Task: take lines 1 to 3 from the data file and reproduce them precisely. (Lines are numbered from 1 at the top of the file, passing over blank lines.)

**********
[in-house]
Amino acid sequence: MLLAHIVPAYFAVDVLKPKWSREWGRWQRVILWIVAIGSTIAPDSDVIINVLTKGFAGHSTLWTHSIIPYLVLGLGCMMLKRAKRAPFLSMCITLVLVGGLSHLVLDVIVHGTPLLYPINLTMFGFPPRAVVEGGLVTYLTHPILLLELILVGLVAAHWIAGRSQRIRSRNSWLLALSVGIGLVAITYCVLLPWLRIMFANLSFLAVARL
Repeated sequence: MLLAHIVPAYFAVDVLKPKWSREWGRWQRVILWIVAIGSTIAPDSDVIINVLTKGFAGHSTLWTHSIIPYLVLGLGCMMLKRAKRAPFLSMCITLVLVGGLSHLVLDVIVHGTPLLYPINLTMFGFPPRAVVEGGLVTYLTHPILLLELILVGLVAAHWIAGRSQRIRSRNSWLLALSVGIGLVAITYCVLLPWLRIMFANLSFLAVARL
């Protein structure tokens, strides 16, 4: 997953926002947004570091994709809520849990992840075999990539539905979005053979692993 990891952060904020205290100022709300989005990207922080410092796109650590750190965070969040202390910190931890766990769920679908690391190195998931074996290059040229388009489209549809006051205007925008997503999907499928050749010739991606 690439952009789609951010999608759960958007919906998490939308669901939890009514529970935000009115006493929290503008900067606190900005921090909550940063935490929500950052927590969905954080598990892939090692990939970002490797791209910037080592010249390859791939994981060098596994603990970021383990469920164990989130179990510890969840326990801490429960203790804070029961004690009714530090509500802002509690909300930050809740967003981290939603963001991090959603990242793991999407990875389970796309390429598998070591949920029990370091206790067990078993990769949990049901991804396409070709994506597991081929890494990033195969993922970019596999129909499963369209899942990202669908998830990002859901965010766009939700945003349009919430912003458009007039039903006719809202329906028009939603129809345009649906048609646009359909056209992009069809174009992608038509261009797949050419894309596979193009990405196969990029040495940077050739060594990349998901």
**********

[in-house]
Amino acid sequence: MLLAHIVPAYFAVDVLKPKWSREWGRWQRVILWIVAIGSTIAPDSDVIINVLTKGFAGHSTLWTHSIIPYLVLGLGCMMLKRAKRAPFLSMCITLVLVGGLSHLVLDVIVHGTPLLYPINLTMFGFPPRAVVEGGLVTYLTHPILLLELILVGLVAAHWIAGRSQRIRSRNSWLLALSVGIGLVAITYCVLLPWLRIMFANLSFLAVARL
Repeated sequence: MLLAHIVPAYFAVDVLKPKWSREWGRWQRVILWIVAIGSTIAPDSDVIINVLTKGFAGHSTLWTHSIIPYLVLGLGCMMLKRAKRAPFLSMCITLVLVGGLSHLVLDVIVHGTPLLYPINLTMFGFPPRAVVEGGLVTYLTHPILLLELILVGLVAAHWIAGRSQRIRSRNSWLLALSVGIGLVAITYCVLLPWLRIMFANLSFLAVARL